That provocative title sums up the message of this new op-ed from FAMM President Julie Stewart, available at The Huffington Post.
There's been a fight brewing for some time over whether the U.S. Sentencing Guidelines -- which apply to all 70,000+ federal offenders sentenced each year -- should be made mandatory once again, as they were before the Supreme Court ruled that mandatory guidelines violate the Sixth Amendment of the Constitution. That case, U.S. v. Booker, made the sentencing guidelines advisory. Ever since, opponents of judicial discretion have argued that advisory guidelines give judges too much power and lead to sentencing disparities (racial and otherwise).
But a new study shows that it is prosecutors, not judges, who are creating racial disparities in sentencing. Julie explains how:
Mandatory sentencing guidelines, just like mandatory minimum sentencing laws, transfer discretion from judges to prosecutors. Prosecutors, already the most powerful players in the criminal justice system, get to choose not only who to charge and what crimes to charge, but they also get to dictate what sentence a defendant will receive if found guilty since judges have little or no power to disagree. If this extraordinary concentration of power in the hands of one group of federal officials does not convince the public to reject a restoration of mandatory guidelines, the findings of this comprehensive new study should.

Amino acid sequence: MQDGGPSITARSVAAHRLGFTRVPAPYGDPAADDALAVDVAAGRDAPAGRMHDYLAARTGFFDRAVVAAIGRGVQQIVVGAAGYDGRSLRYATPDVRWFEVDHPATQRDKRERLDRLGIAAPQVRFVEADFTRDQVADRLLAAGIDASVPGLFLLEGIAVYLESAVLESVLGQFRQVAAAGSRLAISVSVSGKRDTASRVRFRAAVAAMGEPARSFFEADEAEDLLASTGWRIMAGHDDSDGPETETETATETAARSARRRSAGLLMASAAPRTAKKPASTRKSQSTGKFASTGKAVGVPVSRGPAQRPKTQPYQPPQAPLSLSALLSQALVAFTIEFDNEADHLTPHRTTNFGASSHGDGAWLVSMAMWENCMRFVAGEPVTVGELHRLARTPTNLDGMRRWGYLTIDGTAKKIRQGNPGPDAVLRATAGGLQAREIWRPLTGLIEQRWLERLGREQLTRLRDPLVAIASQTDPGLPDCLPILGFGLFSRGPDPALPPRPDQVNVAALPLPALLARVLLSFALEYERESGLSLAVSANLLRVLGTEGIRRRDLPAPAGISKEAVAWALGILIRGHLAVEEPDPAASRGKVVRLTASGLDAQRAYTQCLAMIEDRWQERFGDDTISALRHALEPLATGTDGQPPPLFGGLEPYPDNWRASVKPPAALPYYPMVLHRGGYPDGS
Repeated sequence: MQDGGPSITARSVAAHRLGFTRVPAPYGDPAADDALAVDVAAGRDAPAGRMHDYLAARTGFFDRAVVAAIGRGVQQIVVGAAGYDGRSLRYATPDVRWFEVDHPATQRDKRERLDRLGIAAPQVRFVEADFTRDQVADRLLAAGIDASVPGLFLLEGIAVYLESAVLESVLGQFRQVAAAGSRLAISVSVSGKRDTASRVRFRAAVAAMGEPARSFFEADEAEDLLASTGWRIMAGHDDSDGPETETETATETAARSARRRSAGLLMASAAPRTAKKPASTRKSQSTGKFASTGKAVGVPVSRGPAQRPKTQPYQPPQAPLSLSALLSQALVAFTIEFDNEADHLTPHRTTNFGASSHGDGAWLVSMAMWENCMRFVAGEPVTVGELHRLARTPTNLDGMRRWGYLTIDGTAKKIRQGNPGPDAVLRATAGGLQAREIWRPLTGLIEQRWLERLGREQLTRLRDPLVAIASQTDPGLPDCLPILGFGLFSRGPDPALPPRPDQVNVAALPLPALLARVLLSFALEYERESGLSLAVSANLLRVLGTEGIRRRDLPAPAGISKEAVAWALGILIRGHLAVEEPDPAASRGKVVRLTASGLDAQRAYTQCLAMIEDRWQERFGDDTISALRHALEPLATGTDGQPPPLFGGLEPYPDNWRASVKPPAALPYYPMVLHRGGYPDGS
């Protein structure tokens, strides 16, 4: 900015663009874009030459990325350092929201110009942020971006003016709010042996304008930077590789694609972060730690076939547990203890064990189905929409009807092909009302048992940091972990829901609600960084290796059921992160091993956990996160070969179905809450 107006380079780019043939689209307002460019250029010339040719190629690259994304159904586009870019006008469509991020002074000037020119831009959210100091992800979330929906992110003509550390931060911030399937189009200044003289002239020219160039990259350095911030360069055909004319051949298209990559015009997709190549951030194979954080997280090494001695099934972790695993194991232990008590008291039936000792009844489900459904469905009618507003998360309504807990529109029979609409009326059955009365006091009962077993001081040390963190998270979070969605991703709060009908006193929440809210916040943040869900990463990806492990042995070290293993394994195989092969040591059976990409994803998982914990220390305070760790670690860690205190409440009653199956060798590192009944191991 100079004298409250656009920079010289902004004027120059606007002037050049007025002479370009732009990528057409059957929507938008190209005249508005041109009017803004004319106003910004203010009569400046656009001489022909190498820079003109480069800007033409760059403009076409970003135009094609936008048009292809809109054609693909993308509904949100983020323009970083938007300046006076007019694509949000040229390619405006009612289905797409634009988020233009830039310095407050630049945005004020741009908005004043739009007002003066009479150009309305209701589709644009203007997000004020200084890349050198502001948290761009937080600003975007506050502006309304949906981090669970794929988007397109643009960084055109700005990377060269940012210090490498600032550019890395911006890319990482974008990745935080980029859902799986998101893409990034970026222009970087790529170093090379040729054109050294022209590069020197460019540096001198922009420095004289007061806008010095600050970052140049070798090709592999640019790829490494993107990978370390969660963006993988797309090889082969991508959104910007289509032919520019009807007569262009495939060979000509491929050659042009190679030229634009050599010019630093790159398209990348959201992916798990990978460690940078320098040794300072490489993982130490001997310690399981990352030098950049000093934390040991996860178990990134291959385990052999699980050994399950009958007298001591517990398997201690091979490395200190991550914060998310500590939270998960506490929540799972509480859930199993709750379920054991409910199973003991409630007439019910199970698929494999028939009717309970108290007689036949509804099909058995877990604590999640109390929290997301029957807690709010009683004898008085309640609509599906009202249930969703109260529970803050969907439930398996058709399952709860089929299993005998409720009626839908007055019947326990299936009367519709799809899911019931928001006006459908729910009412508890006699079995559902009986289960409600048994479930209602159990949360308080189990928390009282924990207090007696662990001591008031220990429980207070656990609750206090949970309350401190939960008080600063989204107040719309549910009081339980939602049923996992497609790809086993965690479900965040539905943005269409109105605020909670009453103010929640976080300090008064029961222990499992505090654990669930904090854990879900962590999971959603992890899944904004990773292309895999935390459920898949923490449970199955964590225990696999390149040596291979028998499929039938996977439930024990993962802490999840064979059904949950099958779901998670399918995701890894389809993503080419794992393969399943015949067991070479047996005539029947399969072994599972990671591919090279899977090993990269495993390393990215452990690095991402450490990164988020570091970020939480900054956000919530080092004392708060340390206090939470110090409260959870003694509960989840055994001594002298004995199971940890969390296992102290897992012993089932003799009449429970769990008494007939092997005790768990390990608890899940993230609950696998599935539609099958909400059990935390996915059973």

"Racial Disparity in Federal Criminal Charging and its Sentencing Consequences" is the understated title of the incredibly important and timely study ... [It] found significant black-white disparities in the overall severity of initial charges, but saw the most dramatic differences when they examined charges carrying mandatory minimum sentences. Black men were on average more than twice as likely be charged by prosecutors with a crime that carried a mandatory minimum sentence as were white men, even after holding other factors constant....
Whereas some members of Congress are insisting that judicial discretion must be constrained in order to alleviate racial disparity, the opposite is likely true. The premiere restraint on judicial discretion is the mandatory minimum, which this study demonstrates leads to significant racial disparity in sentencing.Again, the question seems to be: Who do we trust to sentence? Prosecutors, or judges? Mandatory minimums and mandatory sentencing guidelines put sentencing power in the hands of unaccountable prosecutors. Now we have data showing that racial disparities result from their use of that power.